Iconic Sonic Youth co-founder Kim Gordon is set to join her fellow alt-nation heroes Beastie Boys, Peter Hook and R. Kelly in releasing a memoir covering her time in the band. Taking the typically classy tack of not punning on the title of a Sonic Youth release – (I Got A) Catholic Book, Rain Kim, Tunic (Book for Karen), Kim Gordon and the Arthur Conan Doyle Hand Cream just some of the missed opportunities – the book will be entitled Girl in a Band, neatly reflecting her position as both the lone woman in Sonic Youth’s line-up and one of American indie-rock’s most prominent feminists.
Though news of the book’s existence is just now gaining widespread attention thanks to the publicity surrounding this week’s release of Coming Apart, the debut album by Gordon’s new, post-Sonic Youth project Body/Head, Publisher’s Weekly actually reported Gordon’s deal with HarperCollins imprint It Books back in March, saying the book sees Gordon ‘chronicle her choice to leave Los Angeles in the early ’80s for the post-punk scene in New York City, where she formed Sonic Youth’.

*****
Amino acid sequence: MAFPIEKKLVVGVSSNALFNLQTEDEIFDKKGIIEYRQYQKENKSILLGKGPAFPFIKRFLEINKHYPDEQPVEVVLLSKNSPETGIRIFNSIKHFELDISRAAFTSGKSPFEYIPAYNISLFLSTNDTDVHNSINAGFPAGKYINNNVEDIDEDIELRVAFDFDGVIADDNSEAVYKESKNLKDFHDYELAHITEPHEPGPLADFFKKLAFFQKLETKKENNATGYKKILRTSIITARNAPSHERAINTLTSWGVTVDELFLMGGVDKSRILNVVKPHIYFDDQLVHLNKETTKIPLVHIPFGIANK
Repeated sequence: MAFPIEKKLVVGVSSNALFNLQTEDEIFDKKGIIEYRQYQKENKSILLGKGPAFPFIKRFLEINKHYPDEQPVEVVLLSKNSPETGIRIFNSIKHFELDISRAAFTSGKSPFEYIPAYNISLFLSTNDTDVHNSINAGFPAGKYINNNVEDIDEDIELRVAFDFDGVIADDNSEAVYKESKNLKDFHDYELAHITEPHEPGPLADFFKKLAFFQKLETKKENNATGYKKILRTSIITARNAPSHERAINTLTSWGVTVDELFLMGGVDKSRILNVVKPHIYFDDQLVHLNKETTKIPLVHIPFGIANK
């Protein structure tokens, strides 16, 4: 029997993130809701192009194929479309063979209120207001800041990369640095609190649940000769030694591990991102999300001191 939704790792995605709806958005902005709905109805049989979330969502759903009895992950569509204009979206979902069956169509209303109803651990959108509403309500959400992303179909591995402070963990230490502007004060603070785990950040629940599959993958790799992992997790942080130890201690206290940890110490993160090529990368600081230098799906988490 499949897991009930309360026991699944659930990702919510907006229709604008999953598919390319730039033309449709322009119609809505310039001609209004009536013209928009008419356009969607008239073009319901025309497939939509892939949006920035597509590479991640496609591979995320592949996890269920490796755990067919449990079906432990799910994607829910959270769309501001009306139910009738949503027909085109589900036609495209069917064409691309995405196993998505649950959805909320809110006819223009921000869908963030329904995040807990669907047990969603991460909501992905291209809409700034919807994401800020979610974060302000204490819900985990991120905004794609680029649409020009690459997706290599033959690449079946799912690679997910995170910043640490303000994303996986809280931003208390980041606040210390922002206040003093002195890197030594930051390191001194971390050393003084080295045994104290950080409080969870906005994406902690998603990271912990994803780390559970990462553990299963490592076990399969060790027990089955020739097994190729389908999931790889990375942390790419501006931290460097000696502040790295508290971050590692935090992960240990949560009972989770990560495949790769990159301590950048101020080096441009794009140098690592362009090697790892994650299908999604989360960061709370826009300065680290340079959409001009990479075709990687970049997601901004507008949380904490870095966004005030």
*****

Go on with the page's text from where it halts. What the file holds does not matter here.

Releasing their first album, Confusion is Sex, in 1983, Sonic Youth would go on to release a further 14 LPs over the next 26 years, in the process dragging several American avant-garde cultural movements towards something like the mainstream, particularly in the alt-rock frenzy of the late 80s and early 90s, which saw them improbably signed to Geffen imprint GDC following the success of their landmark fifth album, 1987’s epochal Daydream Nation. Even more improbably, their relationship with the major label lasted a further 16 years, seeing them through to 2006’s Rather Ripped, after which they signed with beloved indie label Matador for what would ultimately prove to be their final album for the foreseeable future, 2009’s aptly-named The Eternal. The band appears to have come to a somewhat ignominious end following the 2011 dissolution of Gordon’s 27 year marriage to bandmate Thurston Moore.
Besides the memoir, the New York Times reports that Sternberg Press will soon release a collection of Gordon’s essays written for various magazines in the 80s.